25. Streets of Fire, 1984
Dubbed “A Rock & Roll Fable,” director Walter Hill intended this to be the first in a trilogy that’s part musical, part action drama starring a young Diane Lane, and Michael Pare (Eddie and the Cruisers), as the mercenary with a soft spot for her character. However, the movie made just $8 million and the concept died after one film. The movie, though, earned a loyal following thanks to video and a stellar soundtrack including the Jim Steinman-penned gems “Nowhere Fast” and “Tonight is What it Means to Be Young,” and Dan Hartman’s radio-hit “I Can Dream About You.”
Image Source: Shout! Factory
24. The Last American Virgin, 1982
While the premise of three friends trying to lose their virginity would suggest this is another typical teenage sex romp, it’s far from. The viewer may actually feel for the central character, Gary (Lawrence Monoson), an awkward teen trying to find his way in life and love. The end is actually somewhat heartbreaking, and makes the film more realistic than one would think. A stellar early-‘80s soundtrack featuring U2, The Police and The Cars, plus all the REO Speedwagon one can handle, is why it’s legacy is a strong one.
Image Source: Movieman’s Guide
23. Beyond the Valley of the Dolls, 1970
This campy, satirical film following the journey of a female rock band dealing with creepy managers, jealous significant others, greed and fame is perhaps best known for a screen play written by the legendary late film critic Roger Ebert. It’s a Russ Meyer film, so there is plenty of sexploitation. But the camp is king and the soundtrack has a solid late-1960s-early-‘70s psychedelic sound.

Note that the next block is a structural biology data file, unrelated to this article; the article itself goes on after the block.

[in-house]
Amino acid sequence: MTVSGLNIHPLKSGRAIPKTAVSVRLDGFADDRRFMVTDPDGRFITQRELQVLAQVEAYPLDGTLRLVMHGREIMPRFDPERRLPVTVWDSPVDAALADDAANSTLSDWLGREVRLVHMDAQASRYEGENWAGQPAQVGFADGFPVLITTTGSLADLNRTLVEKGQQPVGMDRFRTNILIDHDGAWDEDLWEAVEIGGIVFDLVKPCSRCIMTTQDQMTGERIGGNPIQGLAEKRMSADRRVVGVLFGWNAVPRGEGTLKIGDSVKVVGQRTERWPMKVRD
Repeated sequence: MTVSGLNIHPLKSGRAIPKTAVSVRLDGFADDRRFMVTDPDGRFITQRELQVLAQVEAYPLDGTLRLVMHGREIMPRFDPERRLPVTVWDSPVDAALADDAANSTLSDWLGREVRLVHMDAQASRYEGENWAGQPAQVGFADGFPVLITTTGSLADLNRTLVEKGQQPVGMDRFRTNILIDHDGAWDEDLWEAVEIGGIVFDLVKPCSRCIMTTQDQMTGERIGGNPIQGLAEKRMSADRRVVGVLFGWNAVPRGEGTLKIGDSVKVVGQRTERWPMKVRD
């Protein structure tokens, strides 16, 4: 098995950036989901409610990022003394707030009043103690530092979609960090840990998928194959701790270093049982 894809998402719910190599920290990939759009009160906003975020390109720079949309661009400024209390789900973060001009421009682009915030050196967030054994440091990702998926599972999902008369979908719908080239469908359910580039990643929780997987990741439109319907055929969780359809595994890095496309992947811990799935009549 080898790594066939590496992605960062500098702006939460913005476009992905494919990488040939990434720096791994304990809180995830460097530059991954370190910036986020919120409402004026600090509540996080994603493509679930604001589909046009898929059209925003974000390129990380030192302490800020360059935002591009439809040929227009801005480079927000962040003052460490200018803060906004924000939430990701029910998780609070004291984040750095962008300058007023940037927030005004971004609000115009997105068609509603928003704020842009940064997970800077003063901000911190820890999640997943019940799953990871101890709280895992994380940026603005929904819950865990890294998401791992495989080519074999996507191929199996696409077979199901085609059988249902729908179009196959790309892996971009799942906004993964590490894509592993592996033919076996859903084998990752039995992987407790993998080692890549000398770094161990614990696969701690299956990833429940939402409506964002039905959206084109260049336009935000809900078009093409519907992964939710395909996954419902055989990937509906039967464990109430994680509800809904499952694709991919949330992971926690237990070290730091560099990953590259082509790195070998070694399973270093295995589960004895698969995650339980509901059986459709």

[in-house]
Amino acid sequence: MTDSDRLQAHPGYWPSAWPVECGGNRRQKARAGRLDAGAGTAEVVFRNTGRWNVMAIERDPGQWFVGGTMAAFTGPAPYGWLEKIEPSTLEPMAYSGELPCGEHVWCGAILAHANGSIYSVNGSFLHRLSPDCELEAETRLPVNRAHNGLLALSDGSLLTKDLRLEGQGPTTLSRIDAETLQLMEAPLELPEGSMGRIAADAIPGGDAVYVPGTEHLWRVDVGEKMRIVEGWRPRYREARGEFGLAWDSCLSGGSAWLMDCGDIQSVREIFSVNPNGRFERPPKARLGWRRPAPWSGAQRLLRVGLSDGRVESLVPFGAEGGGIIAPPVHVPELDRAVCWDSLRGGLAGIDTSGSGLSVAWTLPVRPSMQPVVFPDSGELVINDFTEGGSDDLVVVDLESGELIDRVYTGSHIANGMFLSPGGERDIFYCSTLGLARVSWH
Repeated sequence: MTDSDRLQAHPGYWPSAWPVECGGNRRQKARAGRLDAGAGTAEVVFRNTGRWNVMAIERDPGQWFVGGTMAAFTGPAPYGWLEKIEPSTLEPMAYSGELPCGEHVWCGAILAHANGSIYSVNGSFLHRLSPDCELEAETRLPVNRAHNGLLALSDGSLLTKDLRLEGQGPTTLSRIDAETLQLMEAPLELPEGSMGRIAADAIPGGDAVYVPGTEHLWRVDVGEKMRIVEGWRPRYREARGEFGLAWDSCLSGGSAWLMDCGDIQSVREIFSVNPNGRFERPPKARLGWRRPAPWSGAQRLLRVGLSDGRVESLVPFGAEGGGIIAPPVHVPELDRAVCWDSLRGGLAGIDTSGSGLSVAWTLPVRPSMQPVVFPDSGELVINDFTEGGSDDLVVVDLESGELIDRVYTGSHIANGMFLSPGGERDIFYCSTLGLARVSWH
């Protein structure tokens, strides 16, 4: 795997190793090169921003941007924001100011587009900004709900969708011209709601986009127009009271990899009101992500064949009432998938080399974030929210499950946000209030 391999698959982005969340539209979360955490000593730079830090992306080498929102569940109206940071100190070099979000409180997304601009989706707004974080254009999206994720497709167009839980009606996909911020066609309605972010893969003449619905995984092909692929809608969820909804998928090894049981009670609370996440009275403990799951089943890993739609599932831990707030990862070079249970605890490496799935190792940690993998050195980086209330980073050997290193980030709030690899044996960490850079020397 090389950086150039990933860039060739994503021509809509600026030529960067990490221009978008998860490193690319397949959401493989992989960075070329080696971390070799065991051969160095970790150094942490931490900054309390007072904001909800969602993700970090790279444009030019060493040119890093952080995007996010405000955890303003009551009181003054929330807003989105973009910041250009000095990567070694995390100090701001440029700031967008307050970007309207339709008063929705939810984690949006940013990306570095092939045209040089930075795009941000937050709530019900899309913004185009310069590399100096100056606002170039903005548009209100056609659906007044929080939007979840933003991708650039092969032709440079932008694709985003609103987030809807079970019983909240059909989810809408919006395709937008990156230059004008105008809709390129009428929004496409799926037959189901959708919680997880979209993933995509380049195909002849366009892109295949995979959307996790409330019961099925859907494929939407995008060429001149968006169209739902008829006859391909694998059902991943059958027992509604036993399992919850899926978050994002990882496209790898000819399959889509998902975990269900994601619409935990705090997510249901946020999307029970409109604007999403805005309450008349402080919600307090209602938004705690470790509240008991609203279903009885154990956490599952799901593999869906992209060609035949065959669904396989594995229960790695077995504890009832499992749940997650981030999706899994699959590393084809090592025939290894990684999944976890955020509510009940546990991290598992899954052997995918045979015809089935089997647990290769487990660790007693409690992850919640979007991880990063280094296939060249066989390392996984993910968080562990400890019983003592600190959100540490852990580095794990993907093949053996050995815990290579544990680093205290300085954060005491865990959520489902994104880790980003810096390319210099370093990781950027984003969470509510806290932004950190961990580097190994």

Image Source: SF Gate
22. Re-Animator, 1985
Bringing dead bodies back to life who become zombie-like characters, what can be more entertaining? Especially in the 1980s, when science-fiction was being taken to a more visual and captivating level. The film has just the right amount of violence, horror and plenty of under-the-table humor while also delivering a healthy dose of gratuitous sexual content. It was well-received on release and continued to thrive on video and DVD.
Image Source: Music Box Theatre
21. Blade Runner, 1982
It took a while, but Ridley Scott’s sci-fi, retro-fitted future about the “replicants” and a jaded cop (Harrison Ford) tasked with taking them down, has become a cult-fan must see. The film’s “neo-noir” look and use of music to dictate the pace of the story has had a major influence on the sci-fi genre. A sequel – Blade Runner 2049 – was released in 2017.
Image Source: Vox
20. Donnie Darko, 2001
Jake Gyllenhaal heads an impressive cast that includes Patrick Swayze, Drew Barrymore and Seth Rogan. It wasn’t a big hit initially, but thrived in the home video market as fans became captivated by Gyllenhaal’s Darko and his journey to learn the reasons for his end-of-the-world visions. Music from the 1980s, specifically Tears for Fears and Joy Division, enhance the entertainment value.
Image Source: John Sant/Twitter
19. The Texas Chain Saw Massacre, 1974